With Friday's payrolls report serving as a springboard to lift Wall Street stock indexes to fresh all-time highs, investors are left to contemplate whether the gains will fizzle or if the upward momentum will continue.
Investors cheered the jobs report on Friday, which showed employment rose at a faster than anticipated pace an April and hiring in the prior two months was much stronger than previously thought.
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The report eased investor concerns after a raft of soft data, particularly in the manufacturing sector, and sent the S&P 500 hurtling past what was viewed as its final resistance level of 1,600 to a fresh all-time closing high of 1,614.42.
With little in the way of economic data on tap next week and earnings season moving into the home stretch, there appears to be little that could derail a move higher.
"That's the $64,000 question - without a micro or macro focus, what do we shift our attention to?" said Art Hogan, managing director of Lazard Capital Markets in New York.
"I would argue in a lack of critical information this market has found a path of least resistance to the upside."
The economic calendar for next week is extremely light, with consumer credit and wholesale inventories for March among the few notables.
Earnings season continues its wind down, with Walt Disney Co the only Dow component scheduled to report for the week. Its results could also provide a glimpse into the health of consumer spending.
Other notable S&P 500 companies expected to post earnings include Tyson Foods Inc , Dean Foods Co , Electronic Arts Inc , Whole Foods Market , Nvidia Corp and Priceline.com .
Corporate earnings have improved from earlier market expectations, with the expected earnings growth now at 5.2 percent, up from 1.5 percent at the start of earnings season.
According to Thomson Reuters data through Friday, of the 404 companies in the benchmark 500 index that have reported earnings, 68.3 percent have topped analyst expectations, above the 63 percent average since 1994 and the 67 percent average for the past four quarters.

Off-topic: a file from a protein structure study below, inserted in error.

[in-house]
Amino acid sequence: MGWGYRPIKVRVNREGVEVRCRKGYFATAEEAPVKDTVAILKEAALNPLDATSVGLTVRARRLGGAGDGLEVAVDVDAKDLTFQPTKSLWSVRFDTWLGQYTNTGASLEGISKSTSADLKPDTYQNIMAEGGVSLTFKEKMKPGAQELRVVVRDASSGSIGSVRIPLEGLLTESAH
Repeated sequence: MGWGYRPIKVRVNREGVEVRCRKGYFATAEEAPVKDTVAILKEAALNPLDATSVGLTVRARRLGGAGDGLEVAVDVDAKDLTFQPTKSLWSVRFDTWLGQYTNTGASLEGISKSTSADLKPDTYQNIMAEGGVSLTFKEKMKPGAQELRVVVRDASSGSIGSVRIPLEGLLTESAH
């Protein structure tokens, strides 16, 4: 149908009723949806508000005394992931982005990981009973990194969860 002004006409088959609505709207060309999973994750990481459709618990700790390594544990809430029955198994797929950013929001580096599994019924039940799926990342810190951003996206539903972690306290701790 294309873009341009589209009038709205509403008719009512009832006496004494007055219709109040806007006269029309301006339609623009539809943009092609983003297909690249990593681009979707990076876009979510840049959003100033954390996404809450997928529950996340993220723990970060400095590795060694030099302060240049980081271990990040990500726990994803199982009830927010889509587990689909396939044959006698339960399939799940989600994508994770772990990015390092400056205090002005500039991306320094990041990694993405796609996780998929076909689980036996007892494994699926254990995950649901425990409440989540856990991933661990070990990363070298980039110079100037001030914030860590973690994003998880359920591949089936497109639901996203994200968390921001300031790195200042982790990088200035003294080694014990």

But revenue remains disappointing, with only 46.3 percent of S&P 500 companies topping Wall Street expectations, well below the 62 percent beat rate since 2002 and shy of the 52 percent average for the past four quarters.
With the S&P easily breezing past what was seen as its final resistance point of 1,600, the index is now in uncharted waters for investors to try and predict when a pullback may occur or gains may slow.
"(The S&P 500) broke through that 1,600 resistance level like it wasn't even there based on the payrolls report," said Paul Mendelsohn, chief investment strategist at Windham Financial Services in Charlotte, Vermont.
"Generally you don't want to fight a 52-week high, you definitely don't want to fight an all-time high."
For the week, the Dow rose 1.8 percent, the S&P 500 gained 2 percent, and the Nasdaq advanced 3 percent.
With the gains on Friday, the S&P 500 put together its first consecutive weekly advances since a seven-week run that ended in mid-March, a possible sign of a further move higher. Markets now head into the traditionally weaker summer months. The index has fallen in May for the past three years.
"The key now is, you want to see the bulls continue to push higher, you don't want to see the slip back," said Ryan Detrick, senior technical strategist at Schaeffer's Investment Research in Cincinnati, Ohio.
"The ultimate contrarian would say a lot of that very well could be priced in, the thing most people aren't expecting is a continued rally in the normally weak summer months.
By the same token, the lofty levels for equities could make them ripe for a pullback, with investors resuming the battle between booking profits and buying dips. That battle caused the index to alternate between weekly gains and losses throughout the latter portion of March and most of April.
"It is a bipolar market. It is either all on or all off," said Mendelsohn. "Either things are great and we are going to the moon, or everything is falling apart and it's all over."
(Reporting by Chuck Mikolajczak; Editing by Nick Zieminski)